Time for a pep-talk! Because I bet many of you can’t wait to be done with homeschooling for the year.
Me too. It happens every May: making my kids finish their school work in the spring is like pulling teeth. I need to use all my big mama muscles to make sure my squirrelly, energetic, restless children complete their assignments. And my mama muscles are plumb worn out. Ladies, I just want to give up.
But one of the most important lessons our kids need to learn is taught best at this time of year.
Continue reading “Finishing the School Year Strong”
Happy Mother’s Day to all you wonderful moms! I hope your children spoil you with lots of love and appreciation! Here’s my little bit of encouragement for all you moms who are seeking holiness in the midst of children, chores, and distractions.
St. Frances of Rome. Have you heard of her? She was a 15th c. wife, mother, and mystic. (I never thought it possible for mom and mystic to go together, but there you have it.) At the age of twelve she earnestly desired to become a nun. (She probably noticed that nuns tend to look serene, whereas mothers tend to look harried.) However, her father had already arranged her marriage. When she went weeping to her spiritual director about about it, he told her to stop seeking her own will and to start accepting God’s.
Reluctantly she married the wealthy nobleman her father had chosen for her. It turned out to be a long and happy marriage; she and Lorenzo loved eachother dearly. Between raising three children and managing a large, bustling household (castle, actually), Frances was very busy. But she never lost her desire for a deep contemplative prayer life.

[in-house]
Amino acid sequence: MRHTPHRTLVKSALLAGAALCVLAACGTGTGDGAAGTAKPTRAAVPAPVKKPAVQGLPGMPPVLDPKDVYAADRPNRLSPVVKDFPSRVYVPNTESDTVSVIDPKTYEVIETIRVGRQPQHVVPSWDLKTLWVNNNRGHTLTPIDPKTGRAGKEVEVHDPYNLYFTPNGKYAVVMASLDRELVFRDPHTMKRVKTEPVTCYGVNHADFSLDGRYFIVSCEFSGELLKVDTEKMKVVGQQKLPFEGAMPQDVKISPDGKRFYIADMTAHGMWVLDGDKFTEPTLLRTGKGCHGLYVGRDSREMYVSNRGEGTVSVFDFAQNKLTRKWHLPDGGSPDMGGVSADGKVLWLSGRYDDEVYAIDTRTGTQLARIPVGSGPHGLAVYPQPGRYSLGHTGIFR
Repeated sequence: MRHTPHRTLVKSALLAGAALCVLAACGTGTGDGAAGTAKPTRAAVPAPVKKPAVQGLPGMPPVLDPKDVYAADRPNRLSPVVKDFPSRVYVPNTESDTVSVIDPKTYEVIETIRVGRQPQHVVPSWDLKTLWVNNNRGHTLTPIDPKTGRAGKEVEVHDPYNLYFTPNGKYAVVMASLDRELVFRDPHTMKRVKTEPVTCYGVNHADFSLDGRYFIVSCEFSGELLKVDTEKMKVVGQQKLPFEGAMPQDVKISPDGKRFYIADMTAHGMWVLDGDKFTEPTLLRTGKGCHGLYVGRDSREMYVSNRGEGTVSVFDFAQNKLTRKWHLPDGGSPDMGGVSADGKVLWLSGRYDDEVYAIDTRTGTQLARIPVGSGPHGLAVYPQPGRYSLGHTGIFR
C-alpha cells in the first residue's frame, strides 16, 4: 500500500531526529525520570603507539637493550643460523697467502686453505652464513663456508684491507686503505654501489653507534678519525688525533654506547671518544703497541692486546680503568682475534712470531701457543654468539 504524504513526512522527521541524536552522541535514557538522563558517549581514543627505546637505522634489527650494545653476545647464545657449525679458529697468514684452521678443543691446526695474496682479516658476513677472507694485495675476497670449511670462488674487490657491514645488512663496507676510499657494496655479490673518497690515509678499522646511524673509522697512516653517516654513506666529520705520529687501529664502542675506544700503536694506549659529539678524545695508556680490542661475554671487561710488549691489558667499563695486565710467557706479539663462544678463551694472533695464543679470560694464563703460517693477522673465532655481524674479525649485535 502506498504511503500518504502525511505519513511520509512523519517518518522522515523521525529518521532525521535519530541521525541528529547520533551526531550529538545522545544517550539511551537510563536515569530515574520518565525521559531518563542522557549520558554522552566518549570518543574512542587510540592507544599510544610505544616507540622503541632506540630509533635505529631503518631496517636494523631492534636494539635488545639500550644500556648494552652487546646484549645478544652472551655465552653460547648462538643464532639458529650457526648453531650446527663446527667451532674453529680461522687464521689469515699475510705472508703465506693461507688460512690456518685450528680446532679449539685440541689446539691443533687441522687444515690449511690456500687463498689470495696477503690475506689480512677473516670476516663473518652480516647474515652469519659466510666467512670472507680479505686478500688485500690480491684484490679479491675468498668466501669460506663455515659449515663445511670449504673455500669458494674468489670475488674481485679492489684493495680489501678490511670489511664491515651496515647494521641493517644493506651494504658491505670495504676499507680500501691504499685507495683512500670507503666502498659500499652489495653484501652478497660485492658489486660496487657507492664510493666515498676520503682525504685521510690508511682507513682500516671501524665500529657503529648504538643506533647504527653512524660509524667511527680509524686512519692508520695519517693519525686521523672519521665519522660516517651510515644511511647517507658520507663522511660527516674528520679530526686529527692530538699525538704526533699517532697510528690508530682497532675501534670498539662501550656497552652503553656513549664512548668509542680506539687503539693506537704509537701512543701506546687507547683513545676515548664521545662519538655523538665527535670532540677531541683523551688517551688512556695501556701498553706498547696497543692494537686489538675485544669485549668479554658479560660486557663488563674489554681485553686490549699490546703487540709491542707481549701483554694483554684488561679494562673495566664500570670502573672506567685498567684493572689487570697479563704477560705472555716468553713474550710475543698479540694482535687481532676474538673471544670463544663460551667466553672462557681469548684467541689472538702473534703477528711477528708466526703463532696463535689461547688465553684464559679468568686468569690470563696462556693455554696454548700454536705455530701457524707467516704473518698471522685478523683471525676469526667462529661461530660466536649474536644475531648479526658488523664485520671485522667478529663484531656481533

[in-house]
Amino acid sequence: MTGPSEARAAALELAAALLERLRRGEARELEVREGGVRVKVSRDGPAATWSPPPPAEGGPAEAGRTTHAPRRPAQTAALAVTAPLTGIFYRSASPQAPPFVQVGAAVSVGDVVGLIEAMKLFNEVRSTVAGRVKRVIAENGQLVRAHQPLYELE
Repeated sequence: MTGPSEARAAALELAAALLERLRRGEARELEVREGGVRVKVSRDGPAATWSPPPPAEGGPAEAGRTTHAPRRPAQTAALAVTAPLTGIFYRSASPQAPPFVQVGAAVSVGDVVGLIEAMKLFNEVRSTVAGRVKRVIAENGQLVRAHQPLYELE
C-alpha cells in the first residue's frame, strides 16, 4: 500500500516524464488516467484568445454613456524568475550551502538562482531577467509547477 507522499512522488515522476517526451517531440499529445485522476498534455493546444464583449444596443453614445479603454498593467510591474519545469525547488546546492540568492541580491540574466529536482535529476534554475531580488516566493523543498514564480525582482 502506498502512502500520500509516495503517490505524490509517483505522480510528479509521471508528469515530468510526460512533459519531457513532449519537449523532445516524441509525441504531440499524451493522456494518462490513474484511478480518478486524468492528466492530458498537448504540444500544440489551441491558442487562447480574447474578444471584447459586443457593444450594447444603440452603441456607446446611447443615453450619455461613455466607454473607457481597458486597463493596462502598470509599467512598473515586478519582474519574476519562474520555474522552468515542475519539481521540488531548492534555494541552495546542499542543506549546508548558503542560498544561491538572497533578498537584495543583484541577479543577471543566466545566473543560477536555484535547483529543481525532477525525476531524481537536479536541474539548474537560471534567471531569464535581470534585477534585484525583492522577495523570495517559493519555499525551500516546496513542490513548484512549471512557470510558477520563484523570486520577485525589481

For those of you who struggle to find time alone for prayer, I thought you’d appreciate this wonderful description of what St. France’s prayer life was like when her children were young:
Continue reading “What Prayer Might Look Like if You’re a Saintly Mom”
A happy and blessed Easter to you all!
With May just around the corner, it’s time to think about May devotions and how we can draw our families closer to the Immaculate Heart of Mary. For us, that means a pilgrimage to a shrine of Our Lady (if one will be open!), praying the rosary with more love and devotion, and renewing our consecration to Mary.
Consecrating ourselves and our children to the Mother of God is one of the most beautiful devotions a family can do. So I am excited to tell you we have something special to help your family with this wonderful devotion:
Continue reading “Children’s Consecration to Mary”
Hi! It’s me again. 🙂 Can you believe that Easter is right around the corner! To keep my mind off all the COVID-19 news, I’ve been busy preparing Junior’s activities for the month of April. There are so many fun, educational activites you can do with Easter eggs! I’m posting again so soon because I hope you find some ideas here to help keep little hands and minds busy during this time of quarantine:
Continue reading “Easter Activities for Toddlers with (or without) Down Syndrome”
This post is for a group of children so dear to my heart: toddlers with Down Syndrome and/or speech delays.
Experts say the the first three years of life is the most important period for the development of speech and language. Unfortunately, because of COVID-19, our Junior and toddlers like him won’t be getting speech therapy for who knows how long. This is a real setback, unless parents take a proactive role in providing their little ones with therapy at home. Of course, getting therapy from an experienced and qualified speech therapist would be best, but there are many resources to help parents out.
So I’d like to share with you a list of speech therapy resources that we have found most helpful. Many of them have been recommended by Junior’s therapists and by a dear friend who is a speech language pathologist.